After 10 years, Death From Above are back. Years have only added to the band’s classic debut, but this only makes a return all the more difficult and in a year full of musical returns (Neutral Milk Hotel, Aphex Twin, and even MF DOOM) DFA1979 needed to stand out. Remarkably they did so by sounding the same.
In order to achieve success with the band’s sophomore album the band merely needed to continue what they had started on You’re A Woman I’m A Machine and they have undoubtedly done so, with only the production slightly progressing. Songs sound more crafted and precise, and while this may sound appealing, DFA’s dance/noise-punk greatly benefitted from a raw, stripped back sound. While there are more big, heavy riffs, the sounds attack much less than on their debut making a much more grown up album.
However, while the sound has progressed, the lyrics haven’t. School, skating and virgins make DFA1979 sound as immature as always, but from a band of members in their late-30’s the songs’ mentalities come off as rather embarrassing. Even when Grainger attempts to sound mature and political, it feels forced – from someone who had forced to mature as time caught up with him.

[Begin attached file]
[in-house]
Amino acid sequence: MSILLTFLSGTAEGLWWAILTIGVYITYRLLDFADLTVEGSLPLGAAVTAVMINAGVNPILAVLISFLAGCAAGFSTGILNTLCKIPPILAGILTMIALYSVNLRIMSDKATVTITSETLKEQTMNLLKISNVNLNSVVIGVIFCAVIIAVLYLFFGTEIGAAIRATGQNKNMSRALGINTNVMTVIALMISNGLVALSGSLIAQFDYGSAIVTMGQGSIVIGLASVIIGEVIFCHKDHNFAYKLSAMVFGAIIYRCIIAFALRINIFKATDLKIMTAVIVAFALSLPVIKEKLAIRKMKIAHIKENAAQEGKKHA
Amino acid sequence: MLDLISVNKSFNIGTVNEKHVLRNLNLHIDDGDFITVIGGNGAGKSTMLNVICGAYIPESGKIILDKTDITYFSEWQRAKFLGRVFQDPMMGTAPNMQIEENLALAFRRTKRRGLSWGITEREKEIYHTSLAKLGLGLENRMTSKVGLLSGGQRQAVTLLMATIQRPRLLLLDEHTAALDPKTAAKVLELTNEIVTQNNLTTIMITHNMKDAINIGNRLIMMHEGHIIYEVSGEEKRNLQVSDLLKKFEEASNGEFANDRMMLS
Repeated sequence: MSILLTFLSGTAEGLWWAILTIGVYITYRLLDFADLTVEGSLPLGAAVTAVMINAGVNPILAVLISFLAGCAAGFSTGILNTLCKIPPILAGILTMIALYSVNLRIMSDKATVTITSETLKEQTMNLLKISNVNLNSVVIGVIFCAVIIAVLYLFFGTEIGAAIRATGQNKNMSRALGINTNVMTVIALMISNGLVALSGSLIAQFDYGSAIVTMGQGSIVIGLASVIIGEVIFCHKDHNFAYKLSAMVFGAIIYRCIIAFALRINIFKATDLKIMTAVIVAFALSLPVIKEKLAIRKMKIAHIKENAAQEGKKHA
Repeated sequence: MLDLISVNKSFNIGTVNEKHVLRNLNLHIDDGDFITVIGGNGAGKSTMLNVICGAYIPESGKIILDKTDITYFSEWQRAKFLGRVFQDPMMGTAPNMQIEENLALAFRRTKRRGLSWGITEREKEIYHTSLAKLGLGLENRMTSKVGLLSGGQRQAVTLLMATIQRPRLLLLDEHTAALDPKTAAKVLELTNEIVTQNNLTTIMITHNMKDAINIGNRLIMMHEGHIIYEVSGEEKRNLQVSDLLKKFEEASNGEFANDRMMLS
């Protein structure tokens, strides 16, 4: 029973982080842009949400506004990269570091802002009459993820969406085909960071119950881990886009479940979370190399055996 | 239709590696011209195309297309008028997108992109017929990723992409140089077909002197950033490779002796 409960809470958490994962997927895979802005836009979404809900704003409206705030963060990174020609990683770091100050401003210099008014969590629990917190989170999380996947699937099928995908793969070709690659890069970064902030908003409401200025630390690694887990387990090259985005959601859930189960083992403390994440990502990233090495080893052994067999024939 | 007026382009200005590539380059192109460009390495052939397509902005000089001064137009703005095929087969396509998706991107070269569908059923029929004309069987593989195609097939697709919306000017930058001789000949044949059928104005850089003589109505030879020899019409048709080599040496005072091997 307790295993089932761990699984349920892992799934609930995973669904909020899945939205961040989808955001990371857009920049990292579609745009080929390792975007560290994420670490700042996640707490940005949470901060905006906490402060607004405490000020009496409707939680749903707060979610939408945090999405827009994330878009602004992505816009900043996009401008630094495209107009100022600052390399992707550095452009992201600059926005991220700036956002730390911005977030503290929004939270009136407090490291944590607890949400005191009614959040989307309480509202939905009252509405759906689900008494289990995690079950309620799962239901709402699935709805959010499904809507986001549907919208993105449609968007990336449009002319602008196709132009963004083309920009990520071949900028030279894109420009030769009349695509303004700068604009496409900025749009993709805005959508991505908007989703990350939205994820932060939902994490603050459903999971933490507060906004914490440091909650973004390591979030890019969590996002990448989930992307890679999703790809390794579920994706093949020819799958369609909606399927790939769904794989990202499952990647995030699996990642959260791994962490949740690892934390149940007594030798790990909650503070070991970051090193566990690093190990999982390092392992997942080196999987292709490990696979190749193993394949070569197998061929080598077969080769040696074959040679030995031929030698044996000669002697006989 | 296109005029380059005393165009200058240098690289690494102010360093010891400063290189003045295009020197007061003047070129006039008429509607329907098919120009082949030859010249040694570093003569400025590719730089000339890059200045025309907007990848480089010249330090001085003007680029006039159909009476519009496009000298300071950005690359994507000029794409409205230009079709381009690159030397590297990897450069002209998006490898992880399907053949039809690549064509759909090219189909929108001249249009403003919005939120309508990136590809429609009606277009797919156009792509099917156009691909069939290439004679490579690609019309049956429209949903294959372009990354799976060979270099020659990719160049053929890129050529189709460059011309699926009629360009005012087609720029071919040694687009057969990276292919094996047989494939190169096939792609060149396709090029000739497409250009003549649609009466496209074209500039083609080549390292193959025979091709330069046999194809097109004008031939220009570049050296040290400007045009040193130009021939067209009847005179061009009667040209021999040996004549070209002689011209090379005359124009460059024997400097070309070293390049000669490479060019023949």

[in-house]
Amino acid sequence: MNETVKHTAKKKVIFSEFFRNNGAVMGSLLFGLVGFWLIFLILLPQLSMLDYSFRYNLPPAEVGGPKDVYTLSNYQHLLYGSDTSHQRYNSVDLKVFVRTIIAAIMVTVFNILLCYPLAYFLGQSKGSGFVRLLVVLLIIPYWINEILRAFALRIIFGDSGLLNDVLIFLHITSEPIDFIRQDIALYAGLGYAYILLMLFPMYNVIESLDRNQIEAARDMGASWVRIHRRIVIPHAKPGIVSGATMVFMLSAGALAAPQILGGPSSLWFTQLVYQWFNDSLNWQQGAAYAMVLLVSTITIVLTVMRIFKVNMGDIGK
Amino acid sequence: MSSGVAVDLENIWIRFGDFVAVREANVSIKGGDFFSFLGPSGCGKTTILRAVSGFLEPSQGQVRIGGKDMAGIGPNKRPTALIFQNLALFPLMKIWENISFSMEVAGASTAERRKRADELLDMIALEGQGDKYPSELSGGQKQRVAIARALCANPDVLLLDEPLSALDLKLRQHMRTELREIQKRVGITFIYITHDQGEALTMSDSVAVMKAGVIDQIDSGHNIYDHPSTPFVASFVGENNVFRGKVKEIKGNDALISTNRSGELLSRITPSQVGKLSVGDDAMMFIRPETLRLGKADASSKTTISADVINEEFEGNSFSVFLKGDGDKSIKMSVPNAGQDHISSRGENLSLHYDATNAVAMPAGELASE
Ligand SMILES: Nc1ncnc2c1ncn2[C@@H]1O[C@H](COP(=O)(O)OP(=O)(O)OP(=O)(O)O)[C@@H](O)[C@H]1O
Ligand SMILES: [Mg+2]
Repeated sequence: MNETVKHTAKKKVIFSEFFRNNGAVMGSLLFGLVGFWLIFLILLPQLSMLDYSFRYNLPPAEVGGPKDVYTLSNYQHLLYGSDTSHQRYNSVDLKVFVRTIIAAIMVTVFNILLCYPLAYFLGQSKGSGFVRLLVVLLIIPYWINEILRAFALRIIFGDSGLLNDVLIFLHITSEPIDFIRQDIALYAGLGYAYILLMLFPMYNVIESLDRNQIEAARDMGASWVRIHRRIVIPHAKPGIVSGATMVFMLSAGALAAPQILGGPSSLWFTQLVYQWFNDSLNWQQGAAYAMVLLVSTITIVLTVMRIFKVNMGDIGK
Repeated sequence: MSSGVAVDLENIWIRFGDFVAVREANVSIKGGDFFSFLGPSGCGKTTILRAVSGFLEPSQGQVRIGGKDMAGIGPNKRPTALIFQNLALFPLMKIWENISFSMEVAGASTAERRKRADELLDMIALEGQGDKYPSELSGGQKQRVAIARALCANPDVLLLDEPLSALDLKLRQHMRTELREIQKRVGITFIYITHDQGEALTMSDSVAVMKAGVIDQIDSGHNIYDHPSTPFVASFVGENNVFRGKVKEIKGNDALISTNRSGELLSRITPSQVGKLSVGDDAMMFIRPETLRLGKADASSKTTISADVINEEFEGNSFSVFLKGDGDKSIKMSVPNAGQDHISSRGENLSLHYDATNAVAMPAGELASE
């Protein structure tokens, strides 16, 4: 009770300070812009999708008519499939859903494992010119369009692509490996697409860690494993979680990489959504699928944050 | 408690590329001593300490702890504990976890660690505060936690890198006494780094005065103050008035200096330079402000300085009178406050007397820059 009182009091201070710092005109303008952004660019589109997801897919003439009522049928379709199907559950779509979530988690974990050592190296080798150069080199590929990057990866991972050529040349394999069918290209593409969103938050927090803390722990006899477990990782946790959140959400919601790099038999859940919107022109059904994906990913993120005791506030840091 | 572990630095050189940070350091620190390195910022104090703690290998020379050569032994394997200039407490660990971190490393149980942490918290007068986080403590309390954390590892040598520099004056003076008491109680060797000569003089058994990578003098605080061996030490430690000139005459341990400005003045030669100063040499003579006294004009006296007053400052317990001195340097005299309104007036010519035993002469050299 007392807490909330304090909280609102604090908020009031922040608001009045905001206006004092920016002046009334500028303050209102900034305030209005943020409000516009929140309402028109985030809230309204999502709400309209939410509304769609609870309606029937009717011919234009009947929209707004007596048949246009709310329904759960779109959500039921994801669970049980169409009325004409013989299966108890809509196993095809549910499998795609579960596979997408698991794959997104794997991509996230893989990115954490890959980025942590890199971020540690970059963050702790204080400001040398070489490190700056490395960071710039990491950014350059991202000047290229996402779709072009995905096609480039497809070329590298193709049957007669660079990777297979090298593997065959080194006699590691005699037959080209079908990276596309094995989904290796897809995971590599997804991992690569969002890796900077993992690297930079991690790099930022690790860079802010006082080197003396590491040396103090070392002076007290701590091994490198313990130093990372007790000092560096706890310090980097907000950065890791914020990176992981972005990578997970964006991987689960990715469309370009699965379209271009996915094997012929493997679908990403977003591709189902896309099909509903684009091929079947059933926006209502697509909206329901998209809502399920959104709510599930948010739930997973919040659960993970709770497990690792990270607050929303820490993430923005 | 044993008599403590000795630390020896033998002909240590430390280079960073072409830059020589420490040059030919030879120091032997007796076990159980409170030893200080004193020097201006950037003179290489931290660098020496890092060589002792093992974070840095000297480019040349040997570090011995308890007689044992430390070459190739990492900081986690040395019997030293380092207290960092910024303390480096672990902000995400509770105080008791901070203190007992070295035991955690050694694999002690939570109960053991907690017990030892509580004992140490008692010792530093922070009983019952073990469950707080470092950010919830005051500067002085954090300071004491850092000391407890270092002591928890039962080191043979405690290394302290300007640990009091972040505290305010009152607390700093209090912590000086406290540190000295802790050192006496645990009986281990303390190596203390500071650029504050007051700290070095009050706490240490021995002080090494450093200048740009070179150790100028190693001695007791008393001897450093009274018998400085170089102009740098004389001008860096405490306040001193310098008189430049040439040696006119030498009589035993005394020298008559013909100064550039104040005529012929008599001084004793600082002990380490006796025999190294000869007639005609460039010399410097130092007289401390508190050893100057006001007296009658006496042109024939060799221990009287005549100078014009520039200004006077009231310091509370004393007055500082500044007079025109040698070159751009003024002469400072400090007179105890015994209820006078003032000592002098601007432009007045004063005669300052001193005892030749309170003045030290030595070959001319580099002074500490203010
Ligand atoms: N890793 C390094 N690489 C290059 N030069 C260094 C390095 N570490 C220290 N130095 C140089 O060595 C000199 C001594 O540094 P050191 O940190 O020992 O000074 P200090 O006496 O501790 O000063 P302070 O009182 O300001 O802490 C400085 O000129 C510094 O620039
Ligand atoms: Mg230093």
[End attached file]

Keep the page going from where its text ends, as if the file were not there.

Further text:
Despite certain song movements sounding downright identical to previous songs (“Right on Frankenstein” and “Cold War”, for example) DFA1979 sound fresh, however. Their impact on music can be seen in current bands such as Royal Blood or Drenge, but rather that sounding like these imitators they are in a league of their own. For a two piece band, DFA1979 pack a lot into their sound, especially on such a short album, and the ending of the title track is arguably DFA1979’s best riff to date.
While this should have been a monumental failure of an album, Grainger and Keeler have managed to maintain an integrity that few can claim to retain on a comeback album. Although they sound more or less the same, this is ultimately the strength of the album: giving fans exactly what they wanted. Here’s to another album (hopefully not in 10 years time).